Within the subset of 29,447 patients who underwent primary PCI for STEMI, 1.8% developed IHCA. Compared to those who did not have IHCA, those who did were more likely to present with left main disease, less likely to receive radial access, and more likely to be supported by intra-aortic balloon pump.

Nie acknowledged that with an observational study, it’s hard to rule out possible confounding. Future work is needed to confirm these findings, optimize early treatment to prevent IHCA, and clarify IHCA risk factors in the NSTEMI setting, he added.

Khot pointed out that the treatments that seem to prevent IHCA are “things that are fairly standard, that we’re wanting to do in all patients.” The fact that these treatments were less often used in the IHCA group highlights the need to minimize care variability, which could decrease not only the risk of the condition itself but also the risk of mortality.

And while the use of primary PCI was lower in China than in the United States, the same factors that might be expected to influence IHCA risk matches up well between the two countries, said Khot. “I think this is actually a nice unifying way of looking at things across the world in terms of STEMI.”

For Khot, a key question going forward is: “Can this gap in care for these patients be closed?” When door-to-balloon time first emerged as a quality metric for STEMI, for example, patients with cardiac arrest were often excluded from that measure, he noted. This study’s perspective, on the other hand, “is that every patient should matter, and we should really try to achieve the best care process even in these patients who are likely more complex, more difficult, more challenging.”

Like Khot, Graham Nichol, MD, and Amanda West, MD (both from University of Washington, Seattle), agree in an accompanying editorial that STEMI care has come a long ways.

“Clinicians who care for patients with ACS can be justifiably proud of the evidence-based improvement in outcomes that have occurred over time. However, there remains more work to do to achieve optimal reductions in morbidity and mortality in patients with this common clinical condition,” they write. A message from the current study is that ticagrelor is linked to better outcomes as compared with clopidogrel or no P2Y12 inhibitor. Another, they add, is the importance of cardiogenic shock, as defined by Killip class IV, as a risk factor for IHCA.

What’s missing, the editorialists observe, is information on the use of targeted temperature management (TTM).

Nie told TCTMD that their study primarily looked at prevention of IHCA before it occurs and did not analyze resuscitation-related variables, because the registry had only limited collection of these data. But the researchers did do analyses that excluded patients with prior OHCA to minimize the potential confounding effect of these variables, he said. “The main results persisted.”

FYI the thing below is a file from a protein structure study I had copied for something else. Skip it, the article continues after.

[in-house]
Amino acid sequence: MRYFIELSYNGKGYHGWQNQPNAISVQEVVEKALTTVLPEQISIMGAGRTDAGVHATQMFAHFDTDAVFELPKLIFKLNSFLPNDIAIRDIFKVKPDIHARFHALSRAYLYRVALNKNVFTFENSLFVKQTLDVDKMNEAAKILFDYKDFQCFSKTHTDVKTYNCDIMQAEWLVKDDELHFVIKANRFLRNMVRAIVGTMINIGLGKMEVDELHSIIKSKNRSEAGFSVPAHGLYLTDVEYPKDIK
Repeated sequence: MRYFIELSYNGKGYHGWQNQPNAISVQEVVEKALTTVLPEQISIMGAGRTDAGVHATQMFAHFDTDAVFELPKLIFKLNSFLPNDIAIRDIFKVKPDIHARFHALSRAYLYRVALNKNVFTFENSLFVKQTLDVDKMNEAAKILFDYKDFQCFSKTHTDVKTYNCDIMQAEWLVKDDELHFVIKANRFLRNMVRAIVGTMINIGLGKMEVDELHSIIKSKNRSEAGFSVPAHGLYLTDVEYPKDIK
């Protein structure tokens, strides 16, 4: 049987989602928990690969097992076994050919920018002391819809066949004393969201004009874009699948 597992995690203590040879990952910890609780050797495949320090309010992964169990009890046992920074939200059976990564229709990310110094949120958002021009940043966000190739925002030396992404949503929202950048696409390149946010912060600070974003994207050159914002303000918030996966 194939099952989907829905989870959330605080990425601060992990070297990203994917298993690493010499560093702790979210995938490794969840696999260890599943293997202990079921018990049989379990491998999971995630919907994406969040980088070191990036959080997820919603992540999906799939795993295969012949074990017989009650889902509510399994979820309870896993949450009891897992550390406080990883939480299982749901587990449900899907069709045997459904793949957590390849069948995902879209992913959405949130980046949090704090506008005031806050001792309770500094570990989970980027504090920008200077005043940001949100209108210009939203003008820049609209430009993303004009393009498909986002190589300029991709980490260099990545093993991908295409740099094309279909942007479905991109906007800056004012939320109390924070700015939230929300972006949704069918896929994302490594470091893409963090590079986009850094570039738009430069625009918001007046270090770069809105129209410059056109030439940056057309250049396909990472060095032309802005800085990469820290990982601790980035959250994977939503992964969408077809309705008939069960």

Additionally, Nie noted, TTM is rare in China: a 2016 survey of Chinese healthcare professionals showed that fewer than four in five were familiar with the strategy and fewer than 8% of physicians had used it.

Sources
  • Gong W, Yan Y, Wang X, et al. Risk factors for in-hospital cardiac arrest in patients with ST-segment elevation myocardial infarction. J Am Coll Cardiol. 2022;80:1788-1798.

  • Nichol G, West A. Contemporary approaches to reducing morbidity and mortality in patients with acute coronary syndromes. J Am Coll Cardiol. 2022;80:1799-1801.

Disclosures
  • The CCC-ACS project is a collaborative study of the American Heart Association and the Chinese Society of Cardiology. The AHA has been funded by Pfizer and AstraZeneca for quality improvement initiatives through an independent grant.
  • Gong was funded by grants from the National Natural Science Foundation of China, Beijing Hospitals Authority Youth Program, and CS Optimizing Antithrombotic Research Fund.
  • Yan was supported by grants from the National Natural Science Foundation of China and Beijing Hospitals Authority Youth Program.
  • Nie was funded by Natural Science Foundation of Beijing, China, National Key Research and Development Program of China, National Natural Science Foundation of China, the Capital Health Research and Development of Special Fund, and Beijing Municipal Administration of Hospitals’ Ascent Plan and has received research grants to the institution from Boston Scientific, Abbott, Jiangsu Hengrui, China Resources Sanjiu, and Huadong Medicine.
  • Nichol has received research funding from ZOLL Medical, Vapotherm, and Abiomed; is a steering committee member of the PRINCESS 2 Trial of Ultrafast Hypothermia After Cardiac Arrest; and is a consultant to ZOLL Circulation, Heartbeam, Invero Pharma, and Orixha.
  • West and Khot report no relevant conflicts of interest.

Comments